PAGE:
Seed and suet are staples, and birds will reward you for serving them by flocking to your outdoor oasis. Keep in mind, suet is not just for winter anymore. No-melt formulas make it the perfect protein for warm-weather feeding too. But if you really want to wow birds, serve mealworms. What you may consider utterly icky – mealworms – is like candy to the birds. And not only are mealworms delectable to your feathered friends, they’re an important source of much-needed nutrition during a season that is vital to birds’ survival.

Warm months are crucial for backyard birds. Their long migration north can leave them fatigued, stressed and depleted. Then as soon as they arrive in their spring and summer habitat, they must begin the arduous process of finding a mate, staking out their territory, building a nest and raising their young – all while hunting for food. And they have just a few short months to raise their young before it’s time to migrate again in anticipation of cold weather. Before your feathered friends show up, make sure all feeders, baths and houses are in good repair and clean. A quick rinsing with bleach, warm water and detergent gets rid of dirt, grime and mold. Then, think about the menu.

If you already serve a seed brand that’s natural, not washed or coated with chemicals or mineral oil, and doesn’t include cheap filler seeds, you’re on the right track. Add in some succulent suet and you have the makings of a dining dream for backyard birds. Now push it over the top by adding dried mealworms to the birdie buffet.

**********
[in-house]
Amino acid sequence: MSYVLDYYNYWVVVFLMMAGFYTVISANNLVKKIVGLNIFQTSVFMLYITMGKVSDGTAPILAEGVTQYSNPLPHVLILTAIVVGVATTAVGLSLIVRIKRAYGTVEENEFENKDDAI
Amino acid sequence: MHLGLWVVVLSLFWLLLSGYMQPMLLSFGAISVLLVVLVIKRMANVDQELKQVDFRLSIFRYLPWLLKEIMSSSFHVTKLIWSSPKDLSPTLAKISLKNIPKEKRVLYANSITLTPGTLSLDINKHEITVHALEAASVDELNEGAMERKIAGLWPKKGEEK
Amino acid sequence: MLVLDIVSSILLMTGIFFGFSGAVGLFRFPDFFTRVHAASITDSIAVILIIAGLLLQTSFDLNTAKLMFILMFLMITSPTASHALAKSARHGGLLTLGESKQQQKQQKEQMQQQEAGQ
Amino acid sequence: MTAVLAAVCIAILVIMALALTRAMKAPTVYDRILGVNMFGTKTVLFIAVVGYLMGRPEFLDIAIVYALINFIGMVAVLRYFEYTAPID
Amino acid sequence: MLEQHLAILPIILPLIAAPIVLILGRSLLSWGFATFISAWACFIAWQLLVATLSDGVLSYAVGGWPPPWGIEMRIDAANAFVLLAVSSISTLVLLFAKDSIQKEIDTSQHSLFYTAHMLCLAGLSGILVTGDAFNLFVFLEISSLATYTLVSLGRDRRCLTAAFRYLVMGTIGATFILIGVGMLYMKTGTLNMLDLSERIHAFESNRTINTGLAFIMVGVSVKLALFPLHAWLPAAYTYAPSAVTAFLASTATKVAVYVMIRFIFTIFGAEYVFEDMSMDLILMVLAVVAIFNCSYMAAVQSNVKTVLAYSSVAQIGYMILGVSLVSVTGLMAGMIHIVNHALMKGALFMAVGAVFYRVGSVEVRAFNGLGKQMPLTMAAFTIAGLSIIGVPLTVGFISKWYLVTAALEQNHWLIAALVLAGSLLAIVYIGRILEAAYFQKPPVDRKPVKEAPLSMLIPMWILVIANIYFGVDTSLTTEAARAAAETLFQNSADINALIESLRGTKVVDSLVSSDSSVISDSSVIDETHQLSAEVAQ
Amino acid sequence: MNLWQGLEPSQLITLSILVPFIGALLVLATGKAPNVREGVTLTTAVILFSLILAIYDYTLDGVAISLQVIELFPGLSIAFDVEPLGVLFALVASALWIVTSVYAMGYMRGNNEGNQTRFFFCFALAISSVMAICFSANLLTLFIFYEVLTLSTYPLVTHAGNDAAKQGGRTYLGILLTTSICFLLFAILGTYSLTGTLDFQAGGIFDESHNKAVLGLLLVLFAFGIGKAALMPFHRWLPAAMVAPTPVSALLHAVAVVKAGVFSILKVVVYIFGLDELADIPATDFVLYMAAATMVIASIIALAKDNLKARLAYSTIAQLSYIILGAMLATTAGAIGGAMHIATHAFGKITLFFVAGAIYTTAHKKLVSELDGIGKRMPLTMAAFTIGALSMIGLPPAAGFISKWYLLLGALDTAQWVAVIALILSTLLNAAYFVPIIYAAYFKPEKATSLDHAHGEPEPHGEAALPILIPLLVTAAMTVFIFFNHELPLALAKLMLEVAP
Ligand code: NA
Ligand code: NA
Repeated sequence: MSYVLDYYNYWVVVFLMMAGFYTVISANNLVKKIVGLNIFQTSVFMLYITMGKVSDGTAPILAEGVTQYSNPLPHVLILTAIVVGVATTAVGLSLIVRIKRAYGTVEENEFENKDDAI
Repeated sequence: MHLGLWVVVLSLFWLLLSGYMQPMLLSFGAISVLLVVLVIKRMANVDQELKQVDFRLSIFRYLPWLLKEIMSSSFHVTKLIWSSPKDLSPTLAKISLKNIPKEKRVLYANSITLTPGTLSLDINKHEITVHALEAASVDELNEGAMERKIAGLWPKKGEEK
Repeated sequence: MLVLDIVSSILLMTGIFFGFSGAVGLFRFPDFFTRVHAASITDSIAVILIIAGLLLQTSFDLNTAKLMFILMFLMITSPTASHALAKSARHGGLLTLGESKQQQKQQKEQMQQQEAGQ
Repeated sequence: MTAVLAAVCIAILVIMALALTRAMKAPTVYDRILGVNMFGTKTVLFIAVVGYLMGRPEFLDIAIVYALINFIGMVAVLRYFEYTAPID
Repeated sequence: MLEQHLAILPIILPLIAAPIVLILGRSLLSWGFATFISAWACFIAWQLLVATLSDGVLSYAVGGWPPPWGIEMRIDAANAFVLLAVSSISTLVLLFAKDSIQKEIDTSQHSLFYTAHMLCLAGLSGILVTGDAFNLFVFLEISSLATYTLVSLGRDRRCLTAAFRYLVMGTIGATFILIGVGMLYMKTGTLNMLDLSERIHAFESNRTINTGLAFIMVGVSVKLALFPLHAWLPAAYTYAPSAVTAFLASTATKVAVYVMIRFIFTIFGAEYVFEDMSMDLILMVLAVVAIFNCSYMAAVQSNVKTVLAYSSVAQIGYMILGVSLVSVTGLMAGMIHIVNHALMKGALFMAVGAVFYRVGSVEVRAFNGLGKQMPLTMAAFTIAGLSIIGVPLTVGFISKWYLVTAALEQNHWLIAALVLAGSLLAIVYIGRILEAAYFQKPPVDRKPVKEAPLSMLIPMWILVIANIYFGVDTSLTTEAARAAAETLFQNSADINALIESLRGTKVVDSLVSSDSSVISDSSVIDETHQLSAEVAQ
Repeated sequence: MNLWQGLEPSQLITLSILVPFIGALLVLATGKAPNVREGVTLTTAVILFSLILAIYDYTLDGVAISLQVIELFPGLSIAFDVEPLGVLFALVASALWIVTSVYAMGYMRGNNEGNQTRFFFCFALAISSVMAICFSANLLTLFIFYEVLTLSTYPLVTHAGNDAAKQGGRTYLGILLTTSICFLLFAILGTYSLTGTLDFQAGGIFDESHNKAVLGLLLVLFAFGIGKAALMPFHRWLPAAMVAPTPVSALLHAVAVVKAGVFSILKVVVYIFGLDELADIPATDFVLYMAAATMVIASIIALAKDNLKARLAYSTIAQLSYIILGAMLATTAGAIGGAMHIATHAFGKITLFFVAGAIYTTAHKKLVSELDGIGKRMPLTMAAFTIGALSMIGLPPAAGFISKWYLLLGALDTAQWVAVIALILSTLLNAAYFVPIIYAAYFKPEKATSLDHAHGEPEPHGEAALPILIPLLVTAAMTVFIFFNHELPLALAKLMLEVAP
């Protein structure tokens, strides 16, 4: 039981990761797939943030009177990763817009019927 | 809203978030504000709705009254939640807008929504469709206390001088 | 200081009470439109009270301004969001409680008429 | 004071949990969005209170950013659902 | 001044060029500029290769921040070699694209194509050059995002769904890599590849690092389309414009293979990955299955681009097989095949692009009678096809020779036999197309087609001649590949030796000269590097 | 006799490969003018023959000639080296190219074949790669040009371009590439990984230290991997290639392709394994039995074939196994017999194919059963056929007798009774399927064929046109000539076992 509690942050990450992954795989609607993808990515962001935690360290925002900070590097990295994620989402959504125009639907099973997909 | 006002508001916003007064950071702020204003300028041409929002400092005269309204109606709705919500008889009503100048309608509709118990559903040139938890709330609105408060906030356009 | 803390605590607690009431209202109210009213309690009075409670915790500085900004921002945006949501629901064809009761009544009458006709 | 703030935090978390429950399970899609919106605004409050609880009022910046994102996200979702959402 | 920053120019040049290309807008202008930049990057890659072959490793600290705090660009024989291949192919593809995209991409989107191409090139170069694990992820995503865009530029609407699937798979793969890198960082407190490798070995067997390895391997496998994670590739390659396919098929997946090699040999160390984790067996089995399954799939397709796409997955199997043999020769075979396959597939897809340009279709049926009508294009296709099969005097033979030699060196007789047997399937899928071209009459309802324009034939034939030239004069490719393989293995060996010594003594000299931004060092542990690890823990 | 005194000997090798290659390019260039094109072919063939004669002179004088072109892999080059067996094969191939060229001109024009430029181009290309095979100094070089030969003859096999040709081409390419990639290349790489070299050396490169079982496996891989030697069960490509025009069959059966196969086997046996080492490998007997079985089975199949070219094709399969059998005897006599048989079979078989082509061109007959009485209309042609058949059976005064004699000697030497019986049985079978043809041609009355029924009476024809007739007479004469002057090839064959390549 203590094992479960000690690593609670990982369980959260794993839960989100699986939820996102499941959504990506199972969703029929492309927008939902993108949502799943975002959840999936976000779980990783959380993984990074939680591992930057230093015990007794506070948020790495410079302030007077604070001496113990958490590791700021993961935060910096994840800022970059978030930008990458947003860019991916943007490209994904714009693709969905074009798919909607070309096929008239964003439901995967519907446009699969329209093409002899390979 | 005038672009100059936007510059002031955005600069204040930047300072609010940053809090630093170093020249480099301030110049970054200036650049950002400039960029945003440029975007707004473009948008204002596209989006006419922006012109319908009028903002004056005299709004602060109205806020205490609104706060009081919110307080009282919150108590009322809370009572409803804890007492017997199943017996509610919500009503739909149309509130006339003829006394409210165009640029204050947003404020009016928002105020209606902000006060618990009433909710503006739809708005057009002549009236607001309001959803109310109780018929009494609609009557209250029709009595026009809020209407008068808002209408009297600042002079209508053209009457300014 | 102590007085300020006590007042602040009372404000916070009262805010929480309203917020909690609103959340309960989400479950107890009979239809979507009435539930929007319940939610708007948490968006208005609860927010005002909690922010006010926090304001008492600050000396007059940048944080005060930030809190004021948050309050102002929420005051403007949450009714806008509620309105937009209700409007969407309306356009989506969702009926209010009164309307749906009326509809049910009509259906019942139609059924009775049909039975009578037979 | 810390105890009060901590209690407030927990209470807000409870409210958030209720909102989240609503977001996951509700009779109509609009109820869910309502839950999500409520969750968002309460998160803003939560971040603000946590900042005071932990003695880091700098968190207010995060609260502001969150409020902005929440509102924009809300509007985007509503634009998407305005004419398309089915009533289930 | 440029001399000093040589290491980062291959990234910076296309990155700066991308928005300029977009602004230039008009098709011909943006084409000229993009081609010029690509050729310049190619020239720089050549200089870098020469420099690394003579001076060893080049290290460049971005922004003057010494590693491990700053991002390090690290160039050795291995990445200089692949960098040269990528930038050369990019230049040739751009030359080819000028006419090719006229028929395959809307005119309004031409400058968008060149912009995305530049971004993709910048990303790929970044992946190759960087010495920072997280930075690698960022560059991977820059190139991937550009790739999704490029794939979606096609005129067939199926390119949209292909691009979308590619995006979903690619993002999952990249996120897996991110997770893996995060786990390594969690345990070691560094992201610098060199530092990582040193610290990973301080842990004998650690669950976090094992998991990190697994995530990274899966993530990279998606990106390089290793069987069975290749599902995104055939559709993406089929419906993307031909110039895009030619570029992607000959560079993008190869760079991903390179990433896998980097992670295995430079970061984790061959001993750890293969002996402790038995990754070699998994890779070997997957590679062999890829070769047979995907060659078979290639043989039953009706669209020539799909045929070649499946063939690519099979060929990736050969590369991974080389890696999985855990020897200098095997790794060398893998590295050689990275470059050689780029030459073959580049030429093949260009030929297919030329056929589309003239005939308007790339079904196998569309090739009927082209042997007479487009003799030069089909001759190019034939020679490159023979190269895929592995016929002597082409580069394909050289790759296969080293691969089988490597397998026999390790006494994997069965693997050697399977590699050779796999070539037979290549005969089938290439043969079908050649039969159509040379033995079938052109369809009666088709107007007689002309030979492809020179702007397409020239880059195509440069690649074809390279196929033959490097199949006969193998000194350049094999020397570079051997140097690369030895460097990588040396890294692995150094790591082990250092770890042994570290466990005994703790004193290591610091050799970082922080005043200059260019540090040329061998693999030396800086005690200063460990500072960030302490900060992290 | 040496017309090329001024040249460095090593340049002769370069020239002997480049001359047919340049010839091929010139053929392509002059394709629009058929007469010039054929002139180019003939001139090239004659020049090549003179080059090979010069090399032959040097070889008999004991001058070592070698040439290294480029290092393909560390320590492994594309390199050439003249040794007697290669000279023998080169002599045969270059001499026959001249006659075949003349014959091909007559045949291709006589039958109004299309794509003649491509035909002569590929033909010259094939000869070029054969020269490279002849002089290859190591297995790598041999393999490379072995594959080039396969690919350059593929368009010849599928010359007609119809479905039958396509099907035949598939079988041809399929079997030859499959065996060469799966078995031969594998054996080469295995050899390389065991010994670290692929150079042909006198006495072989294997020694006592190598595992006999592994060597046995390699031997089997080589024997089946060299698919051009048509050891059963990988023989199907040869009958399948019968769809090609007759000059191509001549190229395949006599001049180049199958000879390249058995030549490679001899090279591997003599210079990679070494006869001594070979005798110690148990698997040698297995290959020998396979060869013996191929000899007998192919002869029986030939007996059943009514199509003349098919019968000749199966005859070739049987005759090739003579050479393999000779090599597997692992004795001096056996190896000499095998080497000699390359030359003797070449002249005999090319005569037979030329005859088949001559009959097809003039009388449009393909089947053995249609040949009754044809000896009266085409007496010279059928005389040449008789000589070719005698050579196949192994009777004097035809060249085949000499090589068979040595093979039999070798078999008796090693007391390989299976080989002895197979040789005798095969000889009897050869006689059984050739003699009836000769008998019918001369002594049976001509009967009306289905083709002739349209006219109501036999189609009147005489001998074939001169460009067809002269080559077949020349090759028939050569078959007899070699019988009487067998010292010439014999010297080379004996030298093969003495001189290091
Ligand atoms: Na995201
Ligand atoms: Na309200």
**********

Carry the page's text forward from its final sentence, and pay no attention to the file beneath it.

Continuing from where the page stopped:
High in protein, fat and potassium, mealworms help birds maintain energy. They’re favorites for species like bluebirds, flickers, woodpeckers, nuthatches, siskins and chickadees, and are a perfect food source for newborn nestlings. However, it can be much harder for humans to see the appeal; after all, we don’t usually seek out the company of grubs and larvae. And handling live mealworms is probably not a welcomed bird-feeding experience even for the most committed bird enthusiasts.

In the past, it was difficult for bird fans to provide a supply of mealworms for their feathered friends. But freeze-dried varieties, like Cole’s Dried Mealworms have made it easy to serve this nutritious, much-loved treat year round. Freeze-dried mealworms provide all the nutritional benefits of fresh ones and are easy to store and serve. It’s also a great way to serve birds something they love without having to endure the “ick factor” of live mealworms.

A variety of feeders are specifically made for serving mealworms, or you can blend with your seed mixes and add to any feeder. Either way, the birds will benefit from the nutritional value of these high protein-packed treats and you’ll satisfy their craving, keeping them coming back for more.

With a little preparation and the right blend of food, water and shelter, you can fill your backyard with the bright colors and welcome song of birds all season – and give your feathered friends the help they need to thrive throughout the year. If birds arrive at a well-stocked and well-prepared backyard, they will not only stay for the summer, but probably return the following spring. For more information on top quality seed, suet and mealworms visit www.coleswildbird.com.

Secrets of suet: Why serving up suet helps birds weather winter

(ARA) So you think you know suet? Think again.

Today’s suet is not the messy, hard-to-manage lump of congealed animal fat that your grandparents had to contend with. Modern suet has gone gourmet, and can be served in convenient suet cakes, suet kibbles, suet nuts and suet pearls loaded with treats that backyard birds adore, like nuts, grains and berries. You can even find squirrel-proof varieties that thwart the bushy-tailed bullies by including habanero pepper in the succulent fat.

For the winter season, you may need to change some of the foods you offer backyard birds. Suet is an essential source of energy for birds during long, cold winter months. So if you’ve avoided serving suet in the past, or have been unsuccessful at attracting birds with suet while keeping squirrels away, here are some suet secrets to get you on your way this winter:

Fat is your friend